As promised in the last edition, we’ll wrap up this series with a brief overview of ways to value commercial real estate. There are various methods to do this, but they’re essentially all ways of doing the same thing: decomposing a property into ratios or unit costs to allow for more of an “apples to apples” comparison. Though it’s a less-common approach on the residential side, it makes perfect sense to me to consider how much each bedroom, bathroom, or square foot of living space costs from one house to the next. On the commercial side, these “per unit” measures are standard practice. And, since commercial properties are intended to generate income, we can look at the cost per unit and revenue per unit, along with other methods. Here are a few examples:

  • Hotels or multifamily: how much cost or income “per door” or “per key” (jargon for each hotel room or apartment unit) am I incurring or generating?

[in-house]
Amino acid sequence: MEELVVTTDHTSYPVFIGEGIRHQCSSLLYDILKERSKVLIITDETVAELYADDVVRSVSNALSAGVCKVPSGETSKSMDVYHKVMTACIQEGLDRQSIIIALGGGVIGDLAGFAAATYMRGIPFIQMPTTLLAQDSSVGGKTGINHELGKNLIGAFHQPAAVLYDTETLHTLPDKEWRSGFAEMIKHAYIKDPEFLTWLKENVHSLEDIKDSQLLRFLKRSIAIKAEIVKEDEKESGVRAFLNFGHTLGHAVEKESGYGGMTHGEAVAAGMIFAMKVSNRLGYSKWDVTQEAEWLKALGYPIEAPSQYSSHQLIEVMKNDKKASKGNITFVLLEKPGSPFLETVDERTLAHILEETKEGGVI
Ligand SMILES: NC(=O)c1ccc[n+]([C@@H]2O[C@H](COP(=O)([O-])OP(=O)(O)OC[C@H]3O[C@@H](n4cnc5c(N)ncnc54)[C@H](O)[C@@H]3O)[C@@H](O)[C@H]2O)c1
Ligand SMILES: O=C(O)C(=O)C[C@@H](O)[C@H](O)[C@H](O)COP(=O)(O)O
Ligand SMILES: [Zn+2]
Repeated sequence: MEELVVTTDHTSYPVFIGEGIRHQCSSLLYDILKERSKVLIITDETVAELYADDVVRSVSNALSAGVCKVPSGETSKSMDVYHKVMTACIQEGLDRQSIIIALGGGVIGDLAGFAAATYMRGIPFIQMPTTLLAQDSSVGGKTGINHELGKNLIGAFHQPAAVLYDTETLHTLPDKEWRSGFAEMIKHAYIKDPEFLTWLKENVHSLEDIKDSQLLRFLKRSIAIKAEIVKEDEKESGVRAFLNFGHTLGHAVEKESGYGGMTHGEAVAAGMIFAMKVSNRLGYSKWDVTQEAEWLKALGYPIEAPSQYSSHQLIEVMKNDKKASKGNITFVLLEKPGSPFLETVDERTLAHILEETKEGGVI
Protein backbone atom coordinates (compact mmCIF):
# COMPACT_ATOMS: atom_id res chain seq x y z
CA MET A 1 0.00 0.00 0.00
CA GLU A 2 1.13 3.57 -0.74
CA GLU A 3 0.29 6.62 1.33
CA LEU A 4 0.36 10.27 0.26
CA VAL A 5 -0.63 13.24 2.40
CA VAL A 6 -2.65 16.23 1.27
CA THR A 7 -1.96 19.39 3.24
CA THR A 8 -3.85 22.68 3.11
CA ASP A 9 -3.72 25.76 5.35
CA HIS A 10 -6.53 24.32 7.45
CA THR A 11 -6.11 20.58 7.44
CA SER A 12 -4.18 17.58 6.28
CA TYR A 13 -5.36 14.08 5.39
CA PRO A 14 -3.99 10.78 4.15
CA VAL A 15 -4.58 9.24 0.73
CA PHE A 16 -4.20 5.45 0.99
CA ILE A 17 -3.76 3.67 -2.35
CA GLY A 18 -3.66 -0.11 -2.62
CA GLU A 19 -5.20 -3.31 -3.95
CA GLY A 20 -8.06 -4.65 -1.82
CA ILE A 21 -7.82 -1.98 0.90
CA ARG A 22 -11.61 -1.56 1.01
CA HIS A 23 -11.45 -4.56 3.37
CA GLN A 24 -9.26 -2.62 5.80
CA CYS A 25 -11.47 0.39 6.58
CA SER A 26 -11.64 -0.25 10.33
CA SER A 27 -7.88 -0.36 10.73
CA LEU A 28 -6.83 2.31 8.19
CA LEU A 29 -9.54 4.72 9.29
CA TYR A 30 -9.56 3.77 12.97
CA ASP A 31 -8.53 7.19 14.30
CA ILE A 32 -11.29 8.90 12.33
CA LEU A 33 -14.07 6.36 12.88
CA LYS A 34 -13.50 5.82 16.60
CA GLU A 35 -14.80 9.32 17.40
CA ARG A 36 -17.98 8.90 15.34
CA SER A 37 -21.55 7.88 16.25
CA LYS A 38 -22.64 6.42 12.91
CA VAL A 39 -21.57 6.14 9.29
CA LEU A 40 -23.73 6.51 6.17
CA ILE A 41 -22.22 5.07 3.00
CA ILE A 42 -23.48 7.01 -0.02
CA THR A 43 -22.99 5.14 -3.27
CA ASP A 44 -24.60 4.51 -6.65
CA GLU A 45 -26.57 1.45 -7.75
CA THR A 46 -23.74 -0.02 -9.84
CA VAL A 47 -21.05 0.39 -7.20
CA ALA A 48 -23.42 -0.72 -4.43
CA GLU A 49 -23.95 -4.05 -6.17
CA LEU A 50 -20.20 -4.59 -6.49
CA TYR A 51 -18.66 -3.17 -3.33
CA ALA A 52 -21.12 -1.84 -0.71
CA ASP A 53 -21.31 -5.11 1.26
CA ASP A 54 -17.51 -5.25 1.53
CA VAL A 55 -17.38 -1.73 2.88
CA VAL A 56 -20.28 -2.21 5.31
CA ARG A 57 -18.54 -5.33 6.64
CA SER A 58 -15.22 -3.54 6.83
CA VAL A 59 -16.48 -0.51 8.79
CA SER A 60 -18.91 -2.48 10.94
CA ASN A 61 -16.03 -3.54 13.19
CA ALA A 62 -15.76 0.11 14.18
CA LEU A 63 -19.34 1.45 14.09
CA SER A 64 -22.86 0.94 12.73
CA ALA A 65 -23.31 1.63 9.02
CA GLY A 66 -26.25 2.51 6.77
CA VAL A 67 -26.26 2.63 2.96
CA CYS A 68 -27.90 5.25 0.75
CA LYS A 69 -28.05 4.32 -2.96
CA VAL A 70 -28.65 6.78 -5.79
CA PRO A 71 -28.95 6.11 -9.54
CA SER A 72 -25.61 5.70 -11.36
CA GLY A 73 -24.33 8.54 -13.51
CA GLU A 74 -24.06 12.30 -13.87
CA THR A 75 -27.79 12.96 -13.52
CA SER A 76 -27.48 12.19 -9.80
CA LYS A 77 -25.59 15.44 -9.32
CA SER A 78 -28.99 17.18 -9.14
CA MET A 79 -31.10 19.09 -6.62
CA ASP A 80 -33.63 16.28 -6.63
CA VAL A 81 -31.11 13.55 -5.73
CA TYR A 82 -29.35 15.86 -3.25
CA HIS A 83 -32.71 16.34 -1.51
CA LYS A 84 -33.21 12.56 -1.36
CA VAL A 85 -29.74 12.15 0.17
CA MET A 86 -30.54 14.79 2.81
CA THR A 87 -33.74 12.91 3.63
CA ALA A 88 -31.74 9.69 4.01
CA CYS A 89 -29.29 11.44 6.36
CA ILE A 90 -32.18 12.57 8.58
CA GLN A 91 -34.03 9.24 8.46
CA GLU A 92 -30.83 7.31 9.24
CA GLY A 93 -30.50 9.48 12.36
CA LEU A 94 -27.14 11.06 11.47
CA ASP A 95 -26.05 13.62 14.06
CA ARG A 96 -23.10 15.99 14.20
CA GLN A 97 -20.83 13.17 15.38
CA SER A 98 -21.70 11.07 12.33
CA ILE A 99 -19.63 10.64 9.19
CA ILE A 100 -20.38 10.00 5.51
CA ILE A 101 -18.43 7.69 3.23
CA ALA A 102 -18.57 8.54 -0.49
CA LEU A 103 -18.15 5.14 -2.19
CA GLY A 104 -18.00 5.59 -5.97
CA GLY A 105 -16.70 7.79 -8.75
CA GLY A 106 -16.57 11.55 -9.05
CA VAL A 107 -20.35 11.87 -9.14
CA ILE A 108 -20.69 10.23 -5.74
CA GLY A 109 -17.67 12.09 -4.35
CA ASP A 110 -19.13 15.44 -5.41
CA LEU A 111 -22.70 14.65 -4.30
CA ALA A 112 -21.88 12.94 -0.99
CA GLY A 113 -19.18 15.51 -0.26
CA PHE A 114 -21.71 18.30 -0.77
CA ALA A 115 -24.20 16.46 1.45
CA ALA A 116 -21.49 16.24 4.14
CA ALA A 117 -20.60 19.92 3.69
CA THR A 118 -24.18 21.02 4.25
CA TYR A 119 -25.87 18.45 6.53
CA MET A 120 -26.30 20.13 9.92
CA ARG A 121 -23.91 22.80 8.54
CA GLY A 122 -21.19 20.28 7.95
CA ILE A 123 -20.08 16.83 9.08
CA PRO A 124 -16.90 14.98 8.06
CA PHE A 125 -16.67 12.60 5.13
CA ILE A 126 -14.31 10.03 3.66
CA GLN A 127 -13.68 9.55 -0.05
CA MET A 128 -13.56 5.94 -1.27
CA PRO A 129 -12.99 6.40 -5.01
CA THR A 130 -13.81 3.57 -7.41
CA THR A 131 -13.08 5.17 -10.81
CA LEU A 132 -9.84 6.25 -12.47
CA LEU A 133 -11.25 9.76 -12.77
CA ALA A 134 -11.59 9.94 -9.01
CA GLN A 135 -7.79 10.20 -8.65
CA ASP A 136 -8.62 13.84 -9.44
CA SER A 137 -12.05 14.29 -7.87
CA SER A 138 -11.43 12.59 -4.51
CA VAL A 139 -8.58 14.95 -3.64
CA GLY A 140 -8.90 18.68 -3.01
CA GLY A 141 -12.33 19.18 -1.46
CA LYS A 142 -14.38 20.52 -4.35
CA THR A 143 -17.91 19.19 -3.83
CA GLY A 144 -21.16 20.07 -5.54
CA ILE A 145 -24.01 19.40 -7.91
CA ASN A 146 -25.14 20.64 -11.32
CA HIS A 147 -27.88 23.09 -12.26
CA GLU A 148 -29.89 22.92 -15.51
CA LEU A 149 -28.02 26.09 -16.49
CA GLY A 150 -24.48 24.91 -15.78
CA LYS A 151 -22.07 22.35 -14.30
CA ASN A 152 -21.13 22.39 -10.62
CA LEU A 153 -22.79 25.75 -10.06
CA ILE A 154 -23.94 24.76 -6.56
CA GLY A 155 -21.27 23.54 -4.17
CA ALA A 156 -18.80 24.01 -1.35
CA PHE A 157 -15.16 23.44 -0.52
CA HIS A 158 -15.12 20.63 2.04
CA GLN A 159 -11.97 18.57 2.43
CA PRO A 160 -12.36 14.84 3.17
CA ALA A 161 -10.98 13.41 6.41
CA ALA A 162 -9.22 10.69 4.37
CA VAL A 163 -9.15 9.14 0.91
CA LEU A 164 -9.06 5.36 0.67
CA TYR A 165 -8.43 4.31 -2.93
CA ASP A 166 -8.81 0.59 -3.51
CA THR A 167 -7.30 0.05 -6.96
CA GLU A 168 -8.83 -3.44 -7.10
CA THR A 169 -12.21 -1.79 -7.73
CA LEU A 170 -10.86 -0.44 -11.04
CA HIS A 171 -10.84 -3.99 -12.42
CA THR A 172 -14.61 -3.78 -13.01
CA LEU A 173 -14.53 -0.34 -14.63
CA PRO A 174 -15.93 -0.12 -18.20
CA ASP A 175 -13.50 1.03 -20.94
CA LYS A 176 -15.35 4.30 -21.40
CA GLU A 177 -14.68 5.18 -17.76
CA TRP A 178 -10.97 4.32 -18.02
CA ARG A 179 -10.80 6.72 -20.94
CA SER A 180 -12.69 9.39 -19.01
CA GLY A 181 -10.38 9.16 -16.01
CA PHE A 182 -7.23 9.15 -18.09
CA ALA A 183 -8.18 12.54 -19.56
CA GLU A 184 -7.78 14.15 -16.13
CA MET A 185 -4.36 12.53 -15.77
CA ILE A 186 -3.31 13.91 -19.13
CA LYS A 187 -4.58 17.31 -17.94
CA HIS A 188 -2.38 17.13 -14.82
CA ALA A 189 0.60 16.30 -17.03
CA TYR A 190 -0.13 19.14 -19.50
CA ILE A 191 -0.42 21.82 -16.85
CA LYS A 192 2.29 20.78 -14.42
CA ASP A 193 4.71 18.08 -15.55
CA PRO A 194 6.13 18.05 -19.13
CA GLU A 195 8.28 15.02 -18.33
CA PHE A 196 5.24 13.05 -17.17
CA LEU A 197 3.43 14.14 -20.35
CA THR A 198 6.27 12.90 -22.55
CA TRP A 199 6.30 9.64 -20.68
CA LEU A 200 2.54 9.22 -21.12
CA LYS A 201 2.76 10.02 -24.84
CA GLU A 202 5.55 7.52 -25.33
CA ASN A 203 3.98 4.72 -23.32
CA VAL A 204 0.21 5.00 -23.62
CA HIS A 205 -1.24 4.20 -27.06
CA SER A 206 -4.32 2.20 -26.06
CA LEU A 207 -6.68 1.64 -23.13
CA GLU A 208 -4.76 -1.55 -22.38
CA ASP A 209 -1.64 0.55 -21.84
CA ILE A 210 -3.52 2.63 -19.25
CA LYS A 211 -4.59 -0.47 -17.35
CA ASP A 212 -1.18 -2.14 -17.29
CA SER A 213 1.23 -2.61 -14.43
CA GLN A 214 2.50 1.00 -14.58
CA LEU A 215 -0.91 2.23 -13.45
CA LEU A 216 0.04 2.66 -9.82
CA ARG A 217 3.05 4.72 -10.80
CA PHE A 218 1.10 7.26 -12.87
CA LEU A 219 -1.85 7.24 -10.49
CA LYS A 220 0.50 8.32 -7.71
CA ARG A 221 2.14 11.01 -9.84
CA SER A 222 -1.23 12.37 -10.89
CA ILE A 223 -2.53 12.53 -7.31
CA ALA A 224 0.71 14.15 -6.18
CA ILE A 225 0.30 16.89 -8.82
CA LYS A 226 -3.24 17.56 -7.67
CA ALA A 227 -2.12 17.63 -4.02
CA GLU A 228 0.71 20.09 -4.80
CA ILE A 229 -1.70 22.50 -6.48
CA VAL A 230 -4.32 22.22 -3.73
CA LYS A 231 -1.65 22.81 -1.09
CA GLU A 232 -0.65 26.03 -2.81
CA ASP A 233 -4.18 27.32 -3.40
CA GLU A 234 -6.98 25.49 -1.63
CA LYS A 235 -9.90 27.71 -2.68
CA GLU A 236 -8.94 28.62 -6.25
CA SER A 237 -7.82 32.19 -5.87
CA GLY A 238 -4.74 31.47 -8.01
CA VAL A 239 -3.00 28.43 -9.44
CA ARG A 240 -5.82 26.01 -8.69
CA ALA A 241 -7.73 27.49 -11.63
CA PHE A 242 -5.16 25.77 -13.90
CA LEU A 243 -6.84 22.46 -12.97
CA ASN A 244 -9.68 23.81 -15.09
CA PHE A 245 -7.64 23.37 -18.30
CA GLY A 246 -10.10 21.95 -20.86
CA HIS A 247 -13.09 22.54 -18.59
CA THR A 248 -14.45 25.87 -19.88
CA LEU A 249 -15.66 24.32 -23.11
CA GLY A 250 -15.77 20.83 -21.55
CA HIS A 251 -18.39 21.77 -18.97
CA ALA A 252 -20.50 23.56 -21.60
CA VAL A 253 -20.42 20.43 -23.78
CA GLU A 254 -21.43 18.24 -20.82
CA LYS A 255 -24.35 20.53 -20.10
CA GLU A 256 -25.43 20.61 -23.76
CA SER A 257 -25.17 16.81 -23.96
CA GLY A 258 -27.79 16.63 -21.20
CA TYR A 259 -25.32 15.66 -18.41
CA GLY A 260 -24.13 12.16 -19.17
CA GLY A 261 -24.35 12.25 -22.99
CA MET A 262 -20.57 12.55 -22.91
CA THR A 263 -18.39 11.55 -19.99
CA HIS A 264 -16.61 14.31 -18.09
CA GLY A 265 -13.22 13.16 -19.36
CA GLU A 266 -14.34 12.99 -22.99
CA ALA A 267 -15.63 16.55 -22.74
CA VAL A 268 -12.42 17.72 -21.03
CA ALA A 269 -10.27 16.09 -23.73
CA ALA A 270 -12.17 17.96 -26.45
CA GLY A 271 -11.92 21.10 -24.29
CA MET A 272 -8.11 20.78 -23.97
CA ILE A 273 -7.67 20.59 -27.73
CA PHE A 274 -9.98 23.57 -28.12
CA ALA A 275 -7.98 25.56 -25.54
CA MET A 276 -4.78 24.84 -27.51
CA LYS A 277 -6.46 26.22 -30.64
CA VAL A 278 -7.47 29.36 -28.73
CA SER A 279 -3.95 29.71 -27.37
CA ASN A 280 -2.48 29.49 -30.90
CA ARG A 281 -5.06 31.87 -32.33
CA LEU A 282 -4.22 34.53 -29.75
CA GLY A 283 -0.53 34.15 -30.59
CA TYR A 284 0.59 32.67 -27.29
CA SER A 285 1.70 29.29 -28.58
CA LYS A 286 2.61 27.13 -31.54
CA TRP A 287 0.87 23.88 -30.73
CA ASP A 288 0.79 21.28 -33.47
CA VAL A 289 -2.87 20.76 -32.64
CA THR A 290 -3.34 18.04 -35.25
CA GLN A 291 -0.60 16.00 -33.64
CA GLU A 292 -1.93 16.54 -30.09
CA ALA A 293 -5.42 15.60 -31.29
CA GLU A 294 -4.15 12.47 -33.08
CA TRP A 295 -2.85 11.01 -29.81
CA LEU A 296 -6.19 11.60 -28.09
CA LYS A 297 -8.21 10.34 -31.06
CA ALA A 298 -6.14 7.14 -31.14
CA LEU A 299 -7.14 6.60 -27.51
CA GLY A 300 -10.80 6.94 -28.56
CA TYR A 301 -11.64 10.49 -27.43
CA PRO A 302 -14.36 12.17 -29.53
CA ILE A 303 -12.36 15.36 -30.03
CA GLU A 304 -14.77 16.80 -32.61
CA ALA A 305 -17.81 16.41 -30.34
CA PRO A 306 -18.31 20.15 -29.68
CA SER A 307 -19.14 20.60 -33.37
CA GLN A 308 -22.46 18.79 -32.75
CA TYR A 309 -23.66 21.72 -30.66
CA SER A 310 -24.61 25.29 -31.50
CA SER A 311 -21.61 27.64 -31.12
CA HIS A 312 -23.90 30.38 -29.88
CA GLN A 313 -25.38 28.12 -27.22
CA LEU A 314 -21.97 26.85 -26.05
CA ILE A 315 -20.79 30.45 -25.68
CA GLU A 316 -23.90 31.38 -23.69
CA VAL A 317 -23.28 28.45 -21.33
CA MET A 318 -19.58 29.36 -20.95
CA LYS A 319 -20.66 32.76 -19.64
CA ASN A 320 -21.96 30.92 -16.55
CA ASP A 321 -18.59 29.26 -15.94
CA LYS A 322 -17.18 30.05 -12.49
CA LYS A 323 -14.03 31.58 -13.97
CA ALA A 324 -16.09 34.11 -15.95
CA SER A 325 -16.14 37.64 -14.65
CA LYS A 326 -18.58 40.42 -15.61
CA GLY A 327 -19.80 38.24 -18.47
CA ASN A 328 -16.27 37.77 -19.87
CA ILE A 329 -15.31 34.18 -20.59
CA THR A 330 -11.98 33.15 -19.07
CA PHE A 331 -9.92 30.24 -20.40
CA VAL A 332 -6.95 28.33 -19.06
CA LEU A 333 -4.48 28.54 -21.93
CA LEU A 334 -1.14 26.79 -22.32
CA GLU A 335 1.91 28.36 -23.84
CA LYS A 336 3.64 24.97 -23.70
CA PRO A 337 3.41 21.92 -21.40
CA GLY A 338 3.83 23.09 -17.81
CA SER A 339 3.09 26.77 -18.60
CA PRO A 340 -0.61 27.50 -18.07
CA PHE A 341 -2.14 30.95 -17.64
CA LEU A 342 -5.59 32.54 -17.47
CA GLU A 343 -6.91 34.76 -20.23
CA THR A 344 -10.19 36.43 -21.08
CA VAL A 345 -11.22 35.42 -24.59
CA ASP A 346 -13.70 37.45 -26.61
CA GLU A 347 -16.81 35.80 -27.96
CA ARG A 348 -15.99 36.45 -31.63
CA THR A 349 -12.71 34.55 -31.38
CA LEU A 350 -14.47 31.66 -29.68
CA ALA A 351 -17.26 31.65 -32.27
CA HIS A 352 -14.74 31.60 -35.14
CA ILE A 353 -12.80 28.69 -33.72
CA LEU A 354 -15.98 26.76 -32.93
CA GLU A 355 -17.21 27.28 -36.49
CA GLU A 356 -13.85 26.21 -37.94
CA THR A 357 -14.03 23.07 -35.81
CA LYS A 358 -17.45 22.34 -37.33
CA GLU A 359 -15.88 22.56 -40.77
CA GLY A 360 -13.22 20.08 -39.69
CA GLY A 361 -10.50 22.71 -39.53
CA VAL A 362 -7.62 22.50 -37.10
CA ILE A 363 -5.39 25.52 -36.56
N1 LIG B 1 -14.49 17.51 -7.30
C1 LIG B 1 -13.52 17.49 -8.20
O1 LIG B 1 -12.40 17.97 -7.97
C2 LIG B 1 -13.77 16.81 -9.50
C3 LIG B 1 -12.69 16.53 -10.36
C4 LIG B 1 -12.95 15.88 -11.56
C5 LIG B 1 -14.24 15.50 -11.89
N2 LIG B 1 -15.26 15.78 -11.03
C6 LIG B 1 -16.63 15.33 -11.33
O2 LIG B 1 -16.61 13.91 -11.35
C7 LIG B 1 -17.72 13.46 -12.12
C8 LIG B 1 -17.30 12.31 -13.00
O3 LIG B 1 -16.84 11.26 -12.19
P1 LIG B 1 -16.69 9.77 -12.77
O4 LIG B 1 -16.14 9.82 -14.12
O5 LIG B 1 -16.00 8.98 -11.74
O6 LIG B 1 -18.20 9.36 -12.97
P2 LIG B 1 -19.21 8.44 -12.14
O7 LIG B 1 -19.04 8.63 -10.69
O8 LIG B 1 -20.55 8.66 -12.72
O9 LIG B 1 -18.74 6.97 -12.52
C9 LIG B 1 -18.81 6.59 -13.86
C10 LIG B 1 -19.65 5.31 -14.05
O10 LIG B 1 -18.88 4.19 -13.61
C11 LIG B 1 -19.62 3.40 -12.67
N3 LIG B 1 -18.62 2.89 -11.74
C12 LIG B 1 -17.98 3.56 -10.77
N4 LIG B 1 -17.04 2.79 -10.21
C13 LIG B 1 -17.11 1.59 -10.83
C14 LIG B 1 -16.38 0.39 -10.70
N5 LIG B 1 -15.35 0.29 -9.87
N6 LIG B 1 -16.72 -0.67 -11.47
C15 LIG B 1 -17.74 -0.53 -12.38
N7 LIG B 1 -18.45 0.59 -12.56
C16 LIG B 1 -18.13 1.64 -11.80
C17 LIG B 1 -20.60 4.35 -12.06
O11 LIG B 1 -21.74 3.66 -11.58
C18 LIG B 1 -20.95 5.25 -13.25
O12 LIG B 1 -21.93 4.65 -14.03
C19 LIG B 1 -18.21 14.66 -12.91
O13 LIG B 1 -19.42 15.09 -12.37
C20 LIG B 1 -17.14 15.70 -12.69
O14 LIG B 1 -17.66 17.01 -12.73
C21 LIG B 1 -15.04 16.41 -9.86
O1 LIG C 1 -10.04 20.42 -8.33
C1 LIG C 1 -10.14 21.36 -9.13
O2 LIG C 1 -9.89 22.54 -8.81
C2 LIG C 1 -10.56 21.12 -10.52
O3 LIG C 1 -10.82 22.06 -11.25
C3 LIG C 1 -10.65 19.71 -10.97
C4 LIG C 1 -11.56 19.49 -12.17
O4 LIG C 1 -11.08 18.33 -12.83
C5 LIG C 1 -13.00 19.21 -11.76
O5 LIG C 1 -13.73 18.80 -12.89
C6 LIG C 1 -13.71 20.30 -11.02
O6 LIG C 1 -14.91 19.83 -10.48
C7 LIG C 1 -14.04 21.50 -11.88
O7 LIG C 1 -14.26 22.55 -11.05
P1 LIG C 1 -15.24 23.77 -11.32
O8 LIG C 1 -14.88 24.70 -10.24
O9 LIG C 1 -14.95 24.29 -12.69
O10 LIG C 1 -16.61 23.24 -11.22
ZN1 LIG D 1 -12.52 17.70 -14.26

• Cost/income per rentable square foot
  • Replacement cost: if I’m paying less than what it would cost to buy the land and rebuild the entire property, I may feel good about that.

NOI and Cap Rates

It’s all well and good to know what you’re paying or generating per foot, as these can help to juxtapose properties with one another, but I believe both things are important simultaneously. With that in mind, it’s worth learning about Net Operating Income (NOI) and Capitalization Rate (cap rate).

NOI is a simple calculation that subtracts expenses from revenues to determine how much cash flow a property generates. Thus, a property with $100k of revenues and $50k of expenses has an NOI of $50k. Easy, right? The problem with NOI, however, is that it’s all quantity and not quality. If I paid $5 billion for a property that only generates $50k of income, that doesn’t seem very good. However, if I got the place for free, $50k sounds excellent; this is where the cap rate comes into play.